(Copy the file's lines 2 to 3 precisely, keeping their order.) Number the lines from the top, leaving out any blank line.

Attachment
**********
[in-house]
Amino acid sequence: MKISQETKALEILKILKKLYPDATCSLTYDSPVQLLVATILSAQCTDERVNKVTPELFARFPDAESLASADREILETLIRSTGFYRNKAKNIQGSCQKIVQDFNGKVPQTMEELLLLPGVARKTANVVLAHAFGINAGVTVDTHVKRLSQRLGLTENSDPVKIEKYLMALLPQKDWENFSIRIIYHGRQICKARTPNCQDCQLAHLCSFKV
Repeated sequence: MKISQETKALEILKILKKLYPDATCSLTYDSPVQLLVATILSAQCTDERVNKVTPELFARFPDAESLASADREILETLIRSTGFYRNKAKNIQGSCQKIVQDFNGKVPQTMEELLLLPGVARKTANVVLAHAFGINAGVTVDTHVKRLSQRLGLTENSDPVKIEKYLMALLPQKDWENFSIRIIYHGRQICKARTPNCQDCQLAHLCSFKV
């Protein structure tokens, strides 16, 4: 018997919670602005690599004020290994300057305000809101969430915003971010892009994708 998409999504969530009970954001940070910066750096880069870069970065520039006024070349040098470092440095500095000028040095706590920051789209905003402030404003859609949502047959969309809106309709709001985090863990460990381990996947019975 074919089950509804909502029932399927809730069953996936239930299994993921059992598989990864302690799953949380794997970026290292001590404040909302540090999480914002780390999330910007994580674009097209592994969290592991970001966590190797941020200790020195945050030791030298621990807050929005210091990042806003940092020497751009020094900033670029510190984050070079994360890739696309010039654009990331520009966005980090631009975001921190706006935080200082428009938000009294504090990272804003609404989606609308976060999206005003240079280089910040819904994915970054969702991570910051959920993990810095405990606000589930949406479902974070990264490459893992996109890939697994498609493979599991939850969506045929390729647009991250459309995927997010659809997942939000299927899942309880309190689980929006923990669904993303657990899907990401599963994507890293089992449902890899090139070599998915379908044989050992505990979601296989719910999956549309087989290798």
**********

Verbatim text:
Amino acid sequence: MKISQETKALEILKILKKLYPDATCSLTYDSPVQLLVATILSAQCTDERVNKVTPELFARFPDAESLASADREILETLIRSTGFYRNKAKNIQGSCQKIVQDFNGKVPQTMEELLLLPGVARKTANVVLAHAFGINAGVTVDTHVKRLSQRLGLTENSDPVKIEKYLMALLPQKDWENFSIRIIYHGRQICKARTPNCQDCQLAHLCSFKV
Repeated sequence: MKISQETKALEILKILKKLYPDATCSLTYDSPVQLLVATILSAQCTDERVNKVTPELFARFPDAESLASADREILETLIRSTGFYRNKAKNIQGSCQKIVQDFNGKVPQTMEELLLLPGVARKTANVVLAHAFGINAGVTVDTHVKRLSQRLGLTENSDPVKIEKYLMALLPQKDWENFSIRIIYHGRQICKARTPNCQDCQLAHLCSFKV